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Star Wars: Squadrons will support full HOTAS setups

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One of the things that's turned me off of space combat sims over the past couple of decades is the decline of the joystick. When PC gaming was new, joysticks were standard equipment, and not just for flight simulators—old Sierra adventure games supported joystick inputs too. But the advent of the FPS and RTS genres handed primacy to the mouse. It works well enough in games like Star Wars Battlefront, with simplified 6DOF flight models, but it's really just not the same.

I was a little bit disappointed (but not surprised) when Electronic Arts revealed that Star Wars: Squadrons (opens in new tab) will be focused primarily on multiplayer: There will be a "singleplayer story," but the trailer and game description on Origin (opens in new tab) both emphasize 5v5 battles almost exclusively. But my mood lifted when creative director Ian S. Frazier confirmed on Twitter that the game will have full support for proper control setups.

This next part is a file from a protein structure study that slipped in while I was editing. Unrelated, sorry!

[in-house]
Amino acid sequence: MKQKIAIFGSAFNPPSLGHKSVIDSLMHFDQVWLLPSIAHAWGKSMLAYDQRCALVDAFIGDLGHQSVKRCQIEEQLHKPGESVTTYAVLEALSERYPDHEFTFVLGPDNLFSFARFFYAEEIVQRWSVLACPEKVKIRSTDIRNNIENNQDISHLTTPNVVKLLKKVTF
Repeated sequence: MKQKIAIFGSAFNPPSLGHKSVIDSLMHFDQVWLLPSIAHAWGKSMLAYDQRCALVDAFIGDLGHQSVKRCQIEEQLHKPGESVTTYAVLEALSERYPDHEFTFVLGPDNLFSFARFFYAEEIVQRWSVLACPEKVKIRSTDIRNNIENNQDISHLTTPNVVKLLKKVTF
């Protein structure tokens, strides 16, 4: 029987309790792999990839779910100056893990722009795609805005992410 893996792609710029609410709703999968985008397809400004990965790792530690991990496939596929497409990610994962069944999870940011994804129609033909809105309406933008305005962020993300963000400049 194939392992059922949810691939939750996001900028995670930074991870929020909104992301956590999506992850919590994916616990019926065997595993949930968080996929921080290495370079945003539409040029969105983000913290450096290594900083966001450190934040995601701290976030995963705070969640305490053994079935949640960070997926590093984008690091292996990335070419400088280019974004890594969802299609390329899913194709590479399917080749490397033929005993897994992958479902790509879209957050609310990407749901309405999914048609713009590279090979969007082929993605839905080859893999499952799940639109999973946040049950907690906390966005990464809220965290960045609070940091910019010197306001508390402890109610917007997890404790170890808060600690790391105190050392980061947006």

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HOTAS, for those not familiar with the Way of the Simulator, is an acronym that stands for "hands on throttle and stick," a design concept that enables pilots to access the major functions of their aircraft without having to take their hands off the primary controls. In gaming terms, it means you can map controls from your keyboard to your stick, so that instead of flying in a straight, flat line like a big fat turkey while you look for the ^ key, you can do what you need to without having to break your maneuver or take your eyes off the screen.

HOTAS setups can also make games much more immersive: I spent a lot of hours using one in games like Air Warrior and Mechwarrior 2, and believe me, once you've had that experience, there's no going back.

We'll find out more about Star Wars: Squadrons, including a first look at gameplay, during the EA Play livestream that will begin at 4 pm PT/7 pm ET on June 18.

Thanks, USgamer (opens in new tab).

Andy has been gaming on PCs from the very beginning, starting as a youngster with text adventures and primitive action games on a cassette-based TRS80. From there he graduated to the glory days of Sierra Online adventures and Microprose sims, ran a local BBS, learned how to build PCs, and developed a longstanding love of RPGs, immersive sims, and shooters. He began writing videogame news in 2007 for The Escapist and somehow managed to avoid getting fired until 2014, when he joined the storied ranks of PC Gamer. He covers all aspects of the industry, from new game announcements and patch notes to legal disputes, Twitch beefs, esports, and Henry Cavill. Lots of Henry Cavill.